GOALS

Goals for the trail plan have been developed in a series of public meetings. The primary goals that emerged from the project are the following:

  • Create trails in this patch of forest for the enjoyment, recreation, and education of all people in the surrounding neighborhoods.

  • Create a pedestrian connection linking the Lockmore neighborhood on Beacon Hill to the Edmunds Light Rail station and Columbia City.
Important secondary goals are to prioritize use of the space by children and students, make people of all the diverse cultural groups that live in the neighborhood feel welcome, and to take measures to ensure the safety of park users and neighbors. The community expressed a preference for concentrating signage and other man-made elements near the park entries while keeping the interior a forest with a trail (rather than a more developed park), with the exception of an informal gathering area and a tool shed for use by classes and volunteers who are restoring and maintaining the park.
Prominent in the initial discussions with the community was the desire to create linkages between various trails, parks and other resources within the larger neighborhood, such as Chief Sealth Trail, the Jefferson Golf Course Trail, the rest of Cheasty Greenbelt, and bike and pedestrian connections through Genessee Park to Lake Washington. While these ideas are outside of the scope of this project, we hope that improvements at CGMV will inspire initiatives to address them.

Existing Conditions

 

The project area includes the approximately 10-acre parcel owned by the Department of Parks and Recreation (DPR) plus undeveloped rights-ofway owned by the Department of Transportation (SDOT) and Mountain View Drive.

A steep 15’ – 20’ high bank defines the edge of the park parcel along Columbian Way and most of Mountain View Drive. There are only a few places where there are breaks in the slope suitable for pedestrian access into the site. Above the steep bank, the north half of the site is relatively flat (up to 10%) while the southern half is very steep, with slopes up to 65%. Elevations range from 185 at the northeast corner to 330 in the Angeline Street right-of-way. A fairly gentle ridge divides the steep south slope, extending from near the end of 27th Avenue S. to the center of the site.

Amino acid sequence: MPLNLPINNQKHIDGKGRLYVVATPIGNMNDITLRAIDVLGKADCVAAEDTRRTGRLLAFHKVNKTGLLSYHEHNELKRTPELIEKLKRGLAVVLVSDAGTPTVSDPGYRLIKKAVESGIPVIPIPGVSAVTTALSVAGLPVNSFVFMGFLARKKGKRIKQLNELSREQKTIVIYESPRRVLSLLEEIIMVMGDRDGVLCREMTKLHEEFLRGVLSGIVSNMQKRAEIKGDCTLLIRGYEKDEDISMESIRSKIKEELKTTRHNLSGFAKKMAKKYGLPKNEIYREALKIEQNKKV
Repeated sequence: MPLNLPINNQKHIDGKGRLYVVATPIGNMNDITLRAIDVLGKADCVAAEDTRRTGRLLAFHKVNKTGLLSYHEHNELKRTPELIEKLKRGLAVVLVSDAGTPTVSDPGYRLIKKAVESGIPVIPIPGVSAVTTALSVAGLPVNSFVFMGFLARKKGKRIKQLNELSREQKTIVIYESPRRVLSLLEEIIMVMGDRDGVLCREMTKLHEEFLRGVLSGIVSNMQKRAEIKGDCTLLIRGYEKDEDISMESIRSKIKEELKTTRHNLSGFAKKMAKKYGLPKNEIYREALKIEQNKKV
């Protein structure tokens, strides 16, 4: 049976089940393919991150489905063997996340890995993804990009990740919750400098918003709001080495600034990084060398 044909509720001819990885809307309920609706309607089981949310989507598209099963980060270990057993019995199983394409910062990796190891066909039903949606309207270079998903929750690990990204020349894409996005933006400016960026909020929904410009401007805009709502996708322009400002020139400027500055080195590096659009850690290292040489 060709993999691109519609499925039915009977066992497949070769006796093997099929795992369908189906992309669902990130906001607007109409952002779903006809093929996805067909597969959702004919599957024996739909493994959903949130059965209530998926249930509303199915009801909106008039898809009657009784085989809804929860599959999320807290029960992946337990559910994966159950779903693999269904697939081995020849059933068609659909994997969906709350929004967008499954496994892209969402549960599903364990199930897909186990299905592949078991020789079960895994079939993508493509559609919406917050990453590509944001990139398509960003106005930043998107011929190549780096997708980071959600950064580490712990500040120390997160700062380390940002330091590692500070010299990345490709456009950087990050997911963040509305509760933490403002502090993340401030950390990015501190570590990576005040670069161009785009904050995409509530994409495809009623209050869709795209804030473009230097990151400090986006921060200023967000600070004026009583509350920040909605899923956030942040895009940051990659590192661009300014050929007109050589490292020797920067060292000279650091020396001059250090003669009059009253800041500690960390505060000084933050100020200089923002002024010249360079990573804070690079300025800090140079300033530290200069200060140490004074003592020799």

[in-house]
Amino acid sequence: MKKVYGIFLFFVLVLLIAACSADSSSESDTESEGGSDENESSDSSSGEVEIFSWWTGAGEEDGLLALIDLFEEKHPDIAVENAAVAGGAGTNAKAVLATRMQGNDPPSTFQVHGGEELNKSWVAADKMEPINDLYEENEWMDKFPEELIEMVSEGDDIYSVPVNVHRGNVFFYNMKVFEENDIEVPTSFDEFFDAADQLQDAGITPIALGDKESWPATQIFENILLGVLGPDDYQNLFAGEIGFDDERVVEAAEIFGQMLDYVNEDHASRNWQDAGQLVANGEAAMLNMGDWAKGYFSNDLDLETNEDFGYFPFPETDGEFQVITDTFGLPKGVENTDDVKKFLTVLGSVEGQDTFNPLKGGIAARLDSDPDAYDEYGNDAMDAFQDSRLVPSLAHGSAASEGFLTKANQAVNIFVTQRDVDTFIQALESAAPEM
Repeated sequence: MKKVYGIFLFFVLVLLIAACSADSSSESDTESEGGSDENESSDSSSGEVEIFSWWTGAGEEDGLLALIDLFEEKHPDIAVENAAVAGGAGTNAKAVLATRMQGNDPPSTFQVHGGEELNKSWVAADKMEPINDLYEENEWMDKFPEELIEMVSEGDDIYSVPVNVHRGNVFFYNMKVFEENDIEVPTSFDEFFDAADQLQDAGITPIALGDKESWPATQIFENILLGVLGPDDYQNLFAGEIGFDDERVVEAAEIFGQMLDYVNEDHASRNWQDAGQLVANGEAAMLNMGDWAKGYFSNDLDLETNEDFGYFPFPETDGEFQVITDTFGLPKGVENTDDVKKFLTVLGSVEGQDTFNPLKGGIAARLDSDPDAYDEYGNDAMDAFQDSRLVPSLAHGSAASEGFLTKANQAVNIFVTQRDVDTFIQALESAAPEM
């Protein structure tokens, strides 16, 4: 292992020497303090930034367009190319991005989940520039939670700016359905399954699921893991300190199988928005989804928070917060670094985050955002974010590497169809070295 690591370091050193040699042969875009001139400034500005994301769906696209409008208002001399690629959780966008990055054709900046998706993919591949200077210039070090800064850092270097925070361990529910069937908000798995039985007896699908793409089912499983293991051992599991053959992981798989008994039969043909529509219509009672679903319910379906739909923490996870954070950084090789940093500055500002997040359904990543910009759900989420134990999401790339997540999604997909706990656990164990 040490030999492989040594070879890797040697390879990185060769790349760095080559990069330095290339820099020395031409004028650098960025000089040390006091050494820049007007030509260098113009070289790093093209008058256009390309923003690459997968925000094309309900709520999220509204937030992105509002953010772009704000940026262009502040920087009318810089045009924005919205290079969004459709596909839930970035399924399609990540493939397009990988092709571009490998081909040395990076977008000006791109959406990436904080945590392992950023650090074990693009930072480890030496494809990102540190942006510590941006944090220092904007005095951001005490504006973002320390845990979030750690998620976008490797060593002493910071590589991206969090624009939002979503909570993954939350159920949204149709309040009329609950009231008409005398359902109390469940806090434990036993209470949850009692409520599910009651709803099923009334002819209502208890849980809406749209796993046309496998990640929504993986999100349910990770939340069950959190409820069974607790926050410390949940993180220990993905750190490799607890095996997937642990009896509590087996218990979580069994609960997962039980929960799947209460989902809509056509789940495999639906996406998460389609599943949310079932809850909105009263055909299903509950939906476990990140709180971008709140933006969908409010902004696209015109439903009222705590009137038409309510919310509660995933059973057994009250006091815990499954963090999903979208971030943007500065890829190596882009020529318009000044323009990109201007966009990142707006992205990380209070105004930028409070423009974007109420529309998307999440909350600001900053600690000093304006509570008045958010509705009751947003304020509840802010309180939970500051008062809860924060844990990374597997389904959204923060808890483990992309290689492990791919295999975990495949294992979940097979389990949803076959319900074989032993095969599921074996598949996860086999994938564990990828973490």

The park parcel is second growth forest. Big-leaf Maples are the predominant canopy tree; although a number of young (up to 15-20 year old) Western Red Cedars dot the forest. Native Hazelnuts predominate on the “Hazelnut Plateau,” situated on the flatter northern part of the site. Until recently, the entire forest was heavily cloaked with ivy and blackberry vines. Over the past several years, volunteers have cleared a majority of these vines from the forest, revealing a surprising diversity of healthy native understory. The most common shrubs include low-growing Oregon Grape, Sword Ferns and Indian Plum. A miniature “forest” of Snowberries is concentrated at the center of the site. Pacific Waterleaf is common groundcover on the site. Among the diversity of plants on site is Vanilla Leaf, uncommon in Seattle Parks.

Alaska Place Right-of-Way and Mountain View Drive

The undeveloped Alaska Place right-of-way connects Alaska Place with Mountain View Drive, near the forest entrance of the park parcel and represents an important pedestrian access and link. It is about 30 feet wide and 70 feet long, with several steep sections, one of which is an extremely steep 70% mown grass slope. Loose chunks of concrete paving have been installed as steps up the side of the steepest area. Pedestrians attempting to walk from the Lockmore neighborhood to the Light Rail Station, Rainier Vista, or Columbia City often walk on Mountain View Drive and cut through the Alaska right-of-way, as it is the most direct and passable route available. They take this route even though Alaska Place right-of-way is steep and slippery, and Mountain View Drive has no sidewalks, limited sightlines, and is dark under the overhanging trees, despite the presence of street lights.